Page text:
As I started to write this speech, I realized that I had some unspoken intentions in operation, like “Impress them.” And really—that’s not the place I want to come from today—the place I want to meet you. Rather, today, I want to help you feel welcome, to put you at ease a bit, to challenge you a bit by describing some amazing Drake students—students willing to push boundaries of their own preconceptions and students who set profoundly powerful personal intentions for themselves and strive to meet them.

Here’s the deal—intentions aren’t goals, and we shouldn’t confuse them, though we often will. From the age of about 14 on, my goal was to be lawyer. And it wasn’t until the day I graduated college, and decided not to take the seat in the law school class to which I’d been admitted, that I realized that my goal to be a lawyer didn’t line up with an intention I had set as an eight-year-old. Back then, I had an enormous stuffed animal collection—enormous—I had more stuffed animals than friends, and I was the kind of kid who liked to spend hours with them—reading to them, and lecturing to them. Teaching them.

I created this imaginary world where I ran a bed and breakfast that had a library. And the stuffed animals were my guests, and they had to sign up for particular classes on topics I was interested in—like “Egyptology,” “Norwegian myths,” and “female authors of the Civil War,” and I would plan menus, outings, and readings for my stuffed animals.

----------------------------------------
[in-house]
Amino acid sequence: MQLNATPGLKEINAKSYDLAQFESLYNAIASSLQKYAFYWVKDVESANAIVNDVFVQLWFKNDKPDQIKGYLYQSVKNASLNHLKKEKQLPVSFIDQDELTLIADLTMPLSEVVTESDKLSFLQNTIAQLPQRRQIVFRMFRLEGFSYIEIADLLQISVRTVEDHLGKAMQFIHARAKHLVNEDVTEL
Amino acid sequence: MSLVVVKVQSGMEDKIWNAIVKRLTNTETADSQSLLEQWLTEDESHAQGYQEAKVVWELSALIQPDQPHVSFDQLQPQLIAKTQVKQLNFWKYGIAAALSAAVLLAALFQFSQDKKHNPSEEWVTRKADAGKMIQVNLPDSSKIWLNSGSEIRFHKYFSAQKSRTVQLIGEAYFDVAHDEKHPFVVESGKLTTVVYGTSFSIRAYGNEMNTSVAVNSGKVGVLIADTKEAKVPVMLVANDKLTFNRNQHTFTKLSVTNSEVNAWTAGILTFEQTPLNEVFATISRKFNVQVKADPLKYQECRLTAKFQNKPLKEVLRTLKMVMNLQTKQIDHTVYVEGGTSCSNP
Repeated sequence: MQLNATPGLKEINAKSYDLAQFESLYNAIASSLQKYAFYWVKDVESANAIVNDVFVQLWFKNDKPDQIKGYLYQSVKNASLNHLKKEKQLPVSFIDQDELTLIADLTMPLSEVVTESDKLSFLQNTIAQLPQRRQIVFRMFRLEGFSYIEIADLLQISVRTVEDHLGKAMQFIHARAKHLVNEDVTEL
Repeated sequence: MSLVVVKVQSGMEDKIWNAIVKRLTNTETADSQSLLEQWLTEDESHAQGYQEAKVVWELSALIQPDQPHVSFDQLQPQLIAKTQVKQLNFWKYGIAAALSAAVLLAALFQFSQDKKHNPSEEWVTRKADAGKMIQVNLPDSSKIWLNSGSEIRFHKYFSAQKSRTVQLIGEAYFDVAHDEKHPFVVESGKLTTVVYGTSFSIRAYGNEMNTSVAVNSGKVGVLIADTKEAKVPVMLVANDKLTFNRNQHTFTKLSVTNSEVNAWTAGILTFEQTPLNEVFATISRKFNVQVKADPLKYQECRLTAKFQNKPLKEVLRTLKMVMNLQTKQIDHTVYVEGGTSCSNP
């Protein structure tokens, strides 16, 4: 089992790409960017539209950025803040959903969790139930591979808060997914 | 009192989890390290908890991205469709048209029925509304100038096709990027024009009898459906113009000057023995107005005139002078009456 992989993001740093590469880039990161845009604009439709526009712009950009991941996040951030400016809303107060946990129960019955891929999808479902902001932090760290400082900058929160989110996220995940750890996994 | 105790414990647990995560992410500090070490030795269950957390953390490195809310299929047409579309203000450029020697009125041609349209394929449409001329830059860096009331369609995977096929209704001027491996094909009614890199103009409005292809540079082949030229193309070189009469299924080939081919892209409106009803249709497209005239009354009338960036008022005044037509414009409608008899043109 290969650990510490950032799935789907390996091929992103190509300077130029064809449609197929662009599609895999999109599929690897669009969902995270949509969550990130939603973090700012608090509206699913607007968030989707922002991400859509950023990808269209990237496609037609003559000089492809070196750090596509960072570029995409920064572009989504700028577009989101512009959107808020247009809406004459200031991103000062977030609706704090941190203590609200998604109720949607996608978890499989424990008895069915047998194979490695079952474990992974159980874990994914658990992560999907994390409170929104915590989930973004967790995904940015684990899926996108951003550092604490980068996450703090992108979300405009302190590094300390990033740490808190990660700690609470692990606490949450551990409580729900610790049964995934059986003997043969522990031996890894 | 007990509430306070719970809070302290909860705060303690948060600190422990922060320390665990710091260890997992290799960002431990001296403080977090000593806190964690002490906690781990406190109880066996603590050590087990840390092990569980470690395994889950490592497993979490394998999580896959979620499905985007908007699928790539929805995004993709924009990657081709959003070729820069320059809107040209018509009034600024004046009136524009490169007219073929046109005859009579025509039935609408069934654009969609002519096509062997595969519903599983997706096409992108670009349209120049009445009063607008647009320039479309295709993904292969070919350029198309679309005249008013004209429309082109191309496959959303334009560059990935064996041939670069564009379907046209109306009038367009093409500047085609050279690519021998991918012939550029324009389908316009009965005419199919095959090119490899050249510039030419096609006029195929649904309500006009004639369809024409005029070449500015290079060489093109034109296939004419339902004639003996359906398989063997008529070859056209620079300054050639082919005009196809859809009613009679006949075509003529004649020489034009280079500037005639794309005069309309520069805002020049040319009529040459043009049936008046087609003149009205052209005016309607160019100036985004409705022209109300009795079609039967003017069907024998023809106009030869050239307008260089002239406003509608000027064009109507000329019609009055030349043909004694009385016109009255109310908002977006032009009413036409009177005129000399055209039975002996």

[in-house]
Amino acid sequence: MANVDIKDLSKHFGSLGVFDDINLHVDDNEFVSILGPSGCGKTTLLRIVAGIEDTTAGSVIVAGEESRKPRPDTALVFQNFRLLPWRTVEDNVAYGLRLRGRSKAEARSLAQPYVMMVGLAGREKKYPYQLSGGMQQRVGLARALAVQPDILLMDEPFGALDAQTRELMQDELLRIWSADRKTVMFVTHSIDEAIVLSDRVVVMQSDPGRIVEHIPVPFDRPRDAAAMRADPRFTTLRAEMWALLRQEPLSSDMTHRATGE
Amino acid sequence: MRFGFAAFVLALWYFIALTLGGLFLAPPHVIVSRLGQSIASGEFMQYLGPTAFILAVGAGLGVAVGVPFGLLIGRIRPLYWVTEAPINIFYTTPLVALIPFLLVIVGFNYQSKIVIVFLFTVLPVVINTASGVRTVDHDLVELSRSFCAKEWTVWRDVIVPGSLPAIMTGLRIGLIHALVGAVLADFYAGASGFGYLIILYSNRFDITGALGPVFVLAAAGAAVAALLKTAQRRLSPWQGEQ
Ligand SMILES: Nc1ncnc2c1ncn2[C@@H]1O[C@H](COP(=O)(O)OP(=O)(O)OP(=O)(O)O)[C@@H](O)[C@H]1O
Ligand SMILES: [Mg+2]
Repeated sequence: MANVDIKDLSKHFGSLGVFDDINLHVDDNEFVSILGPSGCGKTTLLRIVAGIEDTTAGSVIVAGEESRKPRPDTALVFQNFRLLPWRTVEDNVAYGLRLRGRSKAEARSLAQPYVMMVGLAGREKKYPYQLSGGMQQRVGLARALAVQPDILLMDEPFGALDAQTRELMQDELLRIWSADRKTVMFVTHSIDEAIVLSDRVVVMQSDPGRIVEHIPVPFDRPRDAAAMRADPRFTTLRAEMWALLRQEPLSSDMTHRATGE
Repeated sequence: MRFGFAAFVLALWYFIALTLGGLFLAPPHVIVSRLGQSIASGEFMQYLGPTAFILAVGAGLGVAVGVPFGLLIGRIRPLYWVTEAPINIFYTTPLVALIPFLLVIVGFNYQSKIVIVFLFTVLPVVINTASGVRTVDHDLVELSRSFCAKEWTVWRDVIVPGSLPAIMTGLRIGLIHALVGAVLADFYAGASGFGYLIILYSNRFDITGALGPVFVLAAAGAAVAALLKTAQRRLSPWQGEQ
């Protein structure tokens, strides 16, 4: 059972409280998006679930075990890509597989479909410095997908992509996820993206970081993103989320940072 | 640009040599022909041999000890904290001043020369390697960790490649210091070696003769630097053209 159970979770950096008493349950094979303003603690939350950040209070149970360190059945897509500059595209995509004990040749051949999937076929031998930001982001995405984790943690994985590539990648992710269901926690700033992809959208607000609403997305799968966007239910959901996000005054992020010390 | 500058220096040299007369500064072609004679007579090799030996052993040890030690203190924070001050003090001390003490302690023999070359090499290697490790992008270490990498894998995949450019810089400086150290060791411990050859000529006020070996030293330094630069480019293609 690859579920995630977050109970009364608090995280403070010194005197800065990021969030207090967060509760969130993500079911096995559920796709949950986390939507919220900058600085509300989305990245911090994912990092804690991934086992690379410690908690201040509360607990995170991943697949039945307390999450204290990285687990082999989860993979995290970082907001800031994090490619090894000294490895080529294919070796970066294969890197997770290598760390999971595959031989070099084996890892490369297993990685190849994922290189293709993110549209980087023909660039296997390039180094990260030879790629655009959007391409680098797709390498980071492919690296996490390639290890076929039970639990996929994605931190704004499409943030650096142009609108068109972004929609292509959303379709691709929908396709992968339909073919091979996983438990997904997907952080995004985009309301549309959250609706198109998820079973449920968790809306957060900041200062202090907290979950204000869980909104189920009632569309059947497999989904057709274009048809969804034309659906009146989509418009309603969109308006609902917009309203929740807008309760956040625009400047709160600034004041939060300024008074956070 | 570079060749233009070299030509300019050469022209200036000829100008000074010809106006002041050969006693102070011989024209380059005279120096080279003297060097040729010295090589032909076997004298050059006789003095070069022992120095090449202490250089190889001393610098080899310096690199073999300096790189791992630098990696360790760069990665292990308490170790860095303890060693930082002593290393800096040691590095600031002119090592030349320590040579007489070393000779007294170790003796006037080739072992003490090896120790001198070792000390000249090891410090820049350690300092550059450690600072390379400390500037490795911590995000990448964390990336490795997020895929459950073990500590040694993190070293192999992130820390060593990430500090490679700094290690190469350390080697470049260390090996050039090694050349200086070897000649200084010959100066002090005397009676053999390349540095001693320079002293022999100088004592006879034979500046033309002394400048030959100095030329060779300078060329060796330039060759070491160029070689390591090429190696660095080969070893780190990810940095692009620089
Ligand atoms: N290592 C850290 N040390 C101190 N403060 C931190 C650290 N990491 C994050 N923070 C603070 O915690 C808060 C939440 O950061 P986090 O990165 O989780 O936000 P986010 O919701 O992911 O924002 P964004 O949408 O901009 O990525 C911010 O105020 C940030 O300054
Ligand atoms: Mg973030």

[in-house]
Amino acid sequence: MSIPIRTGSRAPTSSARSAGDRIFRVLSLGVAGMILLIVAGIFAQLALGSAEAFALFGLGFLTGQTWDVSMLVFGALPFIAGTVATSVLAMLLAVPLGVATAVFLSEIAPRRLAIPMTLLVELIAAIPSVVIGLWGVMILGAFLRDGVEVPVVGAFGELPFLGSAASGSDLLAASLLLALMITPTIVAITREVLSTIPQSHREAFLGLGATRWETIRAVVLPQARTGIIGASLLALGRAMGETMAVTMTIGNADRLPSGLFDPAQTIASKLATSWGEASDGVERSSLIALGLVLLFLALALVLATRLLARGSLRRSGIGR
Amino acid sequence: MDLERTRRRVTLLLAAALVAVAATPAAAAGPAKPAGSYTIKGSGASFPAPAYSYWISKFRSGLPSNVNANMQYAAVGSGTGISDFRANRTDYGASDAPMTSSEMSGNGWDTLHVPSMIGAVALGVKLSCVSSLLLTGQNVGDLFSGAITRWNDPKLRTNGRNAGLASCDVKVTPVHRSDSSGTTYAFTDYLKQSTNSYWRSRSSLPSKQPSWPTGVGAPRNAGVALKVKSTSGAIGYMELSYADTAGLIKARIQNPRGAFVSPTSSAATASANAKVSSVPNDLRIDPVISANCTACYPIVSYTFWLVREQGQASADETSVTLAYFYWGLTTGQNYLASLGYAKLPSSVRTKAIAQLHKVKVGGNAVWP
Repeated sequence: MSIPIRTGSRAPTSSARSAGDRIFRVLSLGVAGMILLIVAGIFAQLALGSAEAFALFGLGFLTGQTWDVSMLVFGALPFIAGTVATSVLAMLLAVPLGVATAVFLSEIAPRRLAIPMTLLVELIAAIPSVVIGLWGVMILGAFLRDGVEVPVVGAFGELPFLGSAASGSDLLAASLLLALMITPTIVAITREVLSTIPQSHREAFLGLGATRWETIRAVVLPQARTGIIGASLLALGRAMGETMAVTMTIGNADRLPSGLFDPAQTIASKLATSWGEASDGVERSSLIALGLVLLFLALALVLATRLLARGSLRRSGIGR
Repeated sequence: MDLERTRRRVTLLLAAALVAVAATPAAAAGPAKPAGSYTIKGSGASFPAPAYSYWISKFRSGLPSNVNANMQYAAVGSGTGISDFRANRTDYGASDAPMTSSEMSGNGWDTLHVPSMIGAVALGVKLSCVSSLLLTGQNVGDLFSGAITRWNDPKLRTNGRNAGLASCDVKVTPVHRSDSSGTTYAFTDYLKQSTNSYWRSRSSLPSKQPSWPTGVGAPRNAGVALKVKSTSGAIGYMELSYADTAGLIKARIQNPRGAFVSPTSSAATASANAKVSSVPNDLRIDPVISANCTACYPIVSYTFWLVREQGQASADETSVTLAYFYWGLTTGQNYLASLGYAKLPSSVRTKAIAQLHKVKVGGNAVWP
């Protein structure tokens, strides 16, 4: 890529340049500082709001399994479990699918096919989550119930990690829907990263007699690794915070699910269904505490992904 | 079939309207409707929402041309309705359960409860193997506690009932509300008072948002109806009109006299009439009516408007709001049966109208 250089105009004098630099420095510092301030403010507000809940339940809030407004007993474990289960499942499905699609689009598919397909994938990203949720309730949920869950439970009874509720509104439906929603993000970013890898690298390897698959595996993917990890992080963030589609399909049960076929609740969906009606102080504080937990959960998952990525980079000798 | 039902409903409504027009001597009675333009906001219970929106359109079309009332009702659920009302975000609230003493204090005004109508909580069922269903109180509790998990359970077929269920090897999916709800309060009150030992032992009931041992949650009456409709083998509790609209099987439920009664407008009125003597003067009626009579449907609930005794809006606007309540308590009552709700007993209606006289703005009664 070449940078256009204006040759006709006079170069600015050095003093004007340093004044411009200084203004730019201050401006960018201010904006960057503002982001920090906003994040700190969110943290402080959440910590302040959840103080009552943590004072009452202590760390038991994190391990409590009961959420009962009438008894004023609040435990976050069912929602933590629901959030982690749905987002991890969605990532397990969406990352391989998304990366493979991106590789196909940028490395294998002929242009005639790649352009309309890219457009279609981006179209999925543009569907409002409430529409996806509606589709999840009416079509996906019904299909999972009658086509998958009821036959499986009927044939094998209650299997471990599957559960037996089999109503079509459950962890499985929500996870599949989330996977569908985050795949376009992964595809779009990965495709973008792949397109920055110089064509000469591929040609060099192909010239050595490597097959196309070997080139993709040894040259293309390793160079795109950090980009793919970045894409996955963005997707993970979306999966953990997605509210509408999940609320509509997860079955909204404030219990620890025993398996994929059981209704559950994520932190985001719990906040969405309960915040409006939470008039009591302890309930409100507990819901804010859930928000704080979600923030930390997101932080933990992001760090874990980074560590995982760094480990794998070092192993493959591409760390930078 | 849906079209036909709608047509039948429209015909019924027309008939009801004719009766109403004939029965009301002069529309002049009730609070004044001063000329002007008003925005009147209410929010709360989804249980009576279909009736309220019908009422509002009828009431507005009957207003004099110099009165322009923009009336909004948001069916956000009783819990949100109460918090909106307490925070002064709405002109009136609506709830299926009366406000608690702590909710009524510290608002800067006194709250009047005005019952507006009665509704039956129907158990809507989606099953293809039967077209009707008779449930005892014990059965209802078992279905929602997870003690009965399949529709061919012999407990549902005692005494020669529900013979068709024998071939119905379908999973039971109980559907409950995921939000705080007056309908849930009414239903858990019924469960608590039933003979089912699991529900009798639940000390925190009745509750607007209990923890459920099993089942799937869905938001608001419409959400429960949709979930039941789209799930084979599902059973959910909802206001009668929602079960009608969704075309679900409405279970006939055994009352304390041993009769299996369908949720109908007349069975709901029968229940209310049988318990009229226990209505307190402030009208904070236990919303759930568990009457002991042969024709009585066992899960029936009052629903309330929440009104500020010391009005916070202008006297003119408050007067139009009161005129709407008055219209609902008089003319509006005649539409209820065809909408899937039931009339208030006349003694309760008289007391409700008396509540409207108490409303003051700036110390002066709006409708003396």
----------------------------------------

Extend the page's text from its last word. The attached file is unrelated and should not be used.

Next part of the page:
Aside from my dad, who was for a time a lawyer, but who didn’t live with us—no one in my family went to college—I am the only one of seven kids spread out over two step-families, who has. So, I had no idea, when I was eight, what a college professor was or did—but I set an unknowing intention back then, to live a life filled with books, and food, and conversation—to find a career that enabled me to walk into a room full of ewoks, and dolphins, and puppies —you know, a college classroom—and teach, and learn.

I am thrilled to have the life that I do, the honor of sharing four years with you to explore and grow. And I am very lucky that I didn’t let my goals override my deeper intentions.

So, as we move forward into the year together, I will ask a favor of all of you. Please, for a brief moment or two, before it all begins, forget where you’re going next. Forget what your career will be, and how you will get there.

Instead, set an intention for yourself—for how you will live with integrity in this place, for the four years that you are here. What will you learn? How will you grow? How will you contribute to this place? How will we know that you have been here?

How, indeed, will you impress us?

Thank you for your kind attention today—and thanks in advance for the ways that you will improve the quality of our community.